I don’t know what it was like when you were growing up, but at my house, when you came to visit, my mother didn’t take you to the den. In fact, I can’t remember any of the houses my mother and me lived in that had a den (which is clearly unimaginable to many, I know).  When a person knocked on our screen door, they would generally yell through the screen–“Addys?!” (that was my momma’s name). Momma would yell back in true Southern fashion, “Y’all come on in!” And in they would come and sit where we all sat when we were visiting–at the kitchen table. Fresh coffee was always available,  and there was never a lack of laughter!  If you happened to be at our house at meal time, there was always a place at the table for you.

What got me thinking about this was something I read about the other day.  A month or so ago, my daughter, Whitney, introduced me to “Humans of New York” on Facebook.  So many of the stories I read there are stories of tragedy and sorrow and some are how folks have overcome great human tragedies and challenges.  Miraculously and thankfully some find a means for them to be joyfully grounded in life and moving on in their journeys.

On January 2, 2015, “Humans of New York” featured a picture of a guy sitting on a side-walk with his back against the wall.  The guy says:

“I’d been doing nothing but drinking for months on end, so I was getting pretty despondent. Then one day, a guy walked by with a hand truck, and dropped off two big boxes of books for anyone to take. I decided to set up a bookstand. I got a folding table, and three milk cartons, and set up right across the street. Pretty soon, more people were bringing me books, and I would sell them for $1 apiece. I had a pretty cool selection. I even had books from the 1800’s. But I sold them all for just $1. I called my business The Book Worm. I had a logo and everything—a little worm with reading glasses. I didn’t make much money. Just enough for food and some drinks, but it increased my self-esteem 10,000 percent. I never thought I’d be running my own business. I was drinking less and everything. But somebody took my folding table, so I’m out of business until I can find a new one. It sounds kind of ridiculous, but the whole business hinges on a folding table.”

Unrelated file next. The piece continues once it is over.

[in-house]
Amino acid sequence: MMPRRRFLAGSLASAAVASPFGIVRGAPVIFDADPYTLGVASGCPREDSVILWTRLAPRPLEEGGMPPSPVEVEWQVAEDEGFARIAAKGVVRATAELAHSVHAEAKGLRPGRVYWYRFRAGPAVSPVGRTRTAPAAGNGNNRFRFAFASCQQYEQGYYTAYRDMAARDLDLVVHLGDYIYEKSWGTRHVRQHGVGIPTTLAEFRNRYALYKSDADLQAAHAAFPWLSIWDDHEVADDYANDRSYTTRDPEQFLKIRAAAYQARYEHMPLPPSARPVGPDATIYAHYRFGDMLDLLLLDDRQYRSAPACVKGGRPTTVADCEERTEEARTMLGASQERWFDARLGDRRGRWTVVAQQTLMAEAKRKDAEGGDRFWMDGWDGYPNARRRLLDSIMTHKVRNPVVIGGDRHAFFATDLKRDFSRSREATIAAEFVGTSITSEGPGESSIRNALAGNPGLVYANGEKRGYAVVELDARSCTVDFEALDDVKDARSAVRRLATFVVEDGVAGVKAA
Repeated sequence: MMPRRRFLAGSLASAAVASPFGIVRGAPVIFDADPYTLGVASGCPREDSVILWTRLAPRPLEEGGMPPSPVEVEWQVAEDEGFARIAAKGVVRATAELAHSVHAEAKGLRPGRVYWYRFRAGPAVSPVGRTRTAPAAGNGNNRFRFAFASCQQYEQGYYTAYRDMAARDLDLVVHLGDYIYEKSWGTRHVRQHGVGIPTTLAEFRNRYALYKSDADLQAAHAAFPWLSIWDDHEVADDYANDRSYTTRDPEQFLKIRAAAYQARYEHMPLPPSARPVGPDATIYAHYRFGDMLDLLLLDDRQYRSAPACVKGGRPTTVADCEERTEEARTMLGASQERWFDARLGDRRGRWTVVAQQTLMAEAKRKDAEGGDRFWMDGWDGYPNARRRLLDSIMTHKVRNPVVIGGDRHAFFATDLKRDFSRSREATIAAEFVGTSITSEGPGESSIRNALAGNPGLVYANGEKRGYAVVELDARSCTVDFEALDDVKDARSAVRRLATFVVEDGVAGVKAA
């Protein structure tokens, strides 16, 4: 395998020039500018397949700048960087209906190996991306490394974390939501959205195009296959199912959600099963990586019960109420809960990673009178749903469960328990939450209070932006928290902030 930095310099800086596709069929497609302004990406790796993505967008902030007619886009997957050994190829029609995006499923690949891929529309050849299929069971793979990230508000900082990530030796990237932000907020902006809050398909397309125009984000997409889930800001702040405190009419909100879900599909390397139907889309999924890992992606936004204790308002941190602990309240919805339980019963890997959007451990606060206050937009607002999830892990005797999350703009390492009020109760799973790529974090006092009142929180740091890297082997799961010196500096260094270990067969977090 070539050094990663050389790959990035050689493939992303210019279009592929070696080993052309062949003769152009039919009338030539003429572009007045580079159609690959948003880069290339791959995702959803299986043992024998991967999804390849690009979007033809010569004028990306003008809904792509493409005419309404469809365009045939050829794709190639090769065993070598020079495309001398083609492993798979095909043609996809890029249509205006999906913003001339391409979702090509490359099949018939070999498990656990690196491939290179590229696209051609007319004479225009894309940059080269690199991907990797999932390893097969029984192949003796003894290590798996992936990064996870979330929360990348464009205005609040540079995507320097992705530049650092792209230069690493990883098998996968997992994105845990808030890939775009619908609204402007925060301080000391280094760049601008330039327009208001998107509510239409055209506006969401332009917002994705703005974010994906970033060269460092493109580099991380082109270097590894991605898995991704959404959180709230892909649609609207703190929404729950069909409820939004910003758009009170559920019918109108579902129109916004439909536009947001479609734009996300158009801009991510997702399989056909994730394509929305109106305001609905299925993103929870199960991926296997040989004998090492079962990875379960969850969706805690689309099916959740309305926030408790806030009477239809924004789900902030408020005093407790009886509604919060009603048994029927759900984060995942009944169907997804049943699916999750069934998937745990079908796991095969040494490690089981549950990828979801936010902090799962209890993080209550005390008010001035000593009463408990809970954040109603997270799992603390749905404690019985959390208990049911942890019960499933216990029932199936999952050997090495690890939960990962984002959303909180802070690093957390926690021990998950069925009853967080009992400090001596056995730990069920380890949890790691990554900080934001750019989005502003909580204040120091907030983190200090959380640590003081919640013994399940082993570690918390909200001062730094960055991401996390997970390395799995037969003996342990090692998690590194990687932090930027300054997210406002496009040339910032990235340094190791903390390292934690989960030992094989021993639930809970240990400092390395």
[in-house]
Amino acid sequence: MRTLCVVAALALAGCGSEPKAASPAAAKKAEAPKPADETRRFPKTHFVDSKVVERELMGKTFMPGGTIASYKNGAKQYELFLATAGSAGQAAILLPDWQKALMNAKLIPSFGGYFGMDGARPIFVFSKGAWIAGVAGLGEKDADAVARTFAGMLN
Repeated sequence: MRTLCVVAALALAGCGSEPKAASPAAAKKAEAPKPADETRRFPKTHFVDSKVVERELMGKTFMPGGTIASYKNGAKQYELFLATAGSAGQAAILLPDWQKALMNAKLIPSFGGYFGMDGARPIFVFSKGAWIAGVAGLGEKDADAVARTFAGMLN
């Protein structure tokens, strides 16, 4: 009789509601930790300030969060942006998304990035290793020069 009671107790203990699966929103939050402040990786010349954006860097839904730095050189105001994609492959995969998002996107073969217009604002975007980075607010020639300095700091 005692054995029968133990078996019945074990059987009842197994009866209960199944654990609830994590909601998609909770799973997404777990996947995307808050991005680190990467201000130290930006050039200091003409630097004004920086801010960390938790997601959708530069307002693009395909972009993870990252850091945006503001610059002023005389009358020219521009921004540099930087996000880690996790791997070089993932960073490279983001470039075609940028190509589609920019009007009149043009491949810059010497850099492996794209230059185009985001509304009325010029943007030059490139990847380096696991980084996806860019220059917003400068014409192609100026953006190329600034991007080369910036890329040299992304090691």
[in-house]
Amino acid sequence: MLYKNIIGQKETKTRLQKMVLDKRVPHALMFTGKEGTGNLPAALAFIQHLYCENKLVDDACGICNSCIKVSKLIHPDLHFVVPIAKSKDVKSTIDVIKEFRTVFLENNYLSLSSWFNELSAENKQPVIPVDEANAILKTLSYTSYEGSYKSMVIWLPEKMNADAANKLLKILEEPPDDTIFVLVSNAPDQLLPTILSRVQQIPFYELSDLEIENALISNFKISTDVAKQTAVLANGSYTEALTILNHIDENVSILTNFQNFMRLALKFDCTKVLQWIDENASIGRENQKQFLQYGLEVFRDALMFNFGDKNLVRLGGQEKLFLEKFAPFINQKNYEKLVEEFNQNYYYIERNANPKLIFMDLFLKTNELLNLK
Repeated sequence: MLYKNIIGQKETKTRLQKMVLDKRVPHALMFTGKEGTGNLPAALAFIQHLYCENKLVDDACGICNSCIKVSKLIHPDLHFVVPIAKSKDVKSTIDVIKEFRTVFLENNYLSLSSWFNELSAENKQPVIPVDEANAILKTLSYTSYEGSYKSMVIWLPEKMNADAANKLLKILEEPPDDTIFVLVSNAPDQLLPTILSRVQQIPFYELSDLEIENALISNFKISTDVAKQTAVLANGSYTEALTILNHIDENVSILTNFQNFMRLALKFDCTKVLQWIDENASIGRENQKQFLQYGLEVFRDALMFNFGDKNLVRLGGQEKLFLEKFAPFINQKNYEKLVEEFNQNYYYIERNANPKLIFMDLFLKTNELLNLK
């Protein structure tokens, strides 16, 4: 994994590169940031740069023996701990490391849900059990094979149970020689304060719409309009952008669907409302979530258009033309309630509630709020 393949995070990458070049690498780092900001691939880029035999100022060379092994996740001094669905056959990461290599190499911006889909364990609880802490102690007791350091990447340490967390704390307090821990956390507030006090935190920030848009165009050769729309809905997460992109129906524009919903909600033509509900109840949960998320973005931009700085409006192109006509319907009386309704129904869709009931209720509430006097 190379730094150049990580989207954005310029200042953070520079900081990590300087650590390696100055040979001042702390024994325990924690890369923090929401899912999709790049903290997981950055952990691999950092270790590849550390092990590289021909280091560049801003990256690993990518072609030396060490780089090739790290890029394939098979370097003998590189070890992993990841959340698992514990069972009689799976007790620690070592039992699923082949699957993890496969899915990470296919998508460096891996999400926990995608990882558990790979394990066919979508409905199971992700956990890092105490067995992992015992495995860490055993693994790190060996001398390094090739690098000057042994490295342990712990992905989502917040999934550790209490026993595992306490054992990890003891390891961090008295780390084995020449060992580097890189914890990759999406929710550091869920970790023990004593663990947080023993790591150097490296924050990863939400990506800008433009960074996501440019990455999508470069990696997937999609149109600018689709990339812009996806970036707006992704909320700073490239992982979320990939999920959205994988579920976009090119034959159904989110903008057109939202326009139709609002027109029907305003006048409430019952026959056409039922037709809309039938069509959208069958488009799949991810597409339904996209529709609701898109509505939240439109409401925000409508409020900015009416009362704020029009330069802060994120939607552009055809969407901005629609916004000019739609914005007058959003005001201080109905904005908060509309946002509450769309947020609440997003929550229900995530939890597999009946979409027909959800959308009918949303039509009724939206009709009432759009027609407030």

As soon as I finished reading the post, I felt this voice swelling up inside of me that roared, “GET THAT MAN A TABLE!”

Very quickly one of the respondents to this Humans of New York post wrote:  “Don’t worry, he got a new table. I think the table was an interesting detail not because someone eventually took it, but because he created such a big change in his life with something so materially insignificant.”

Having read this, my mind immediately went to the kitchen table at my mother’s house–a place where people were welcomed.  How void our home would have been if the table had gone missing!  What would any of our homes be like without the kitchen table?!

My wife and I attended church on the 1st Sunday of 2015 (01/04).  During the worship service we were invited along with all present to come to the Table, the Lord’s Table.  There was a place at the Table for everyone, which is one of the high-marks for those who attend a worship service in a United Methodist Church (UMC).  The TABLE is not a UMC table.  It is an “open” TABLE for all who desire to partake of the Body and Blood of Jesus for the forgiveness of sin.

In our liturgy in the UMC the communion ritual for the consecration of the elements begins with these words:  “And when he [Jesus] was at the table, he took bread…he took the cup.

I still hear that voice swelling up inside of me–GET THAT MAN A TABLE!  I hear a voice inside of me that beckons, “Y’all come on in!”  I hear the voice of Jesus saying to me, to you, to all,  “Take! Eat! Take! Drink!”

May there always be an open place at our tables in this New Year. May we all find our welcome place at the Lord’s Table. May such fellowship at the Table increase the self-esteem of all at least 10.000 percent.

Get that Man a Table!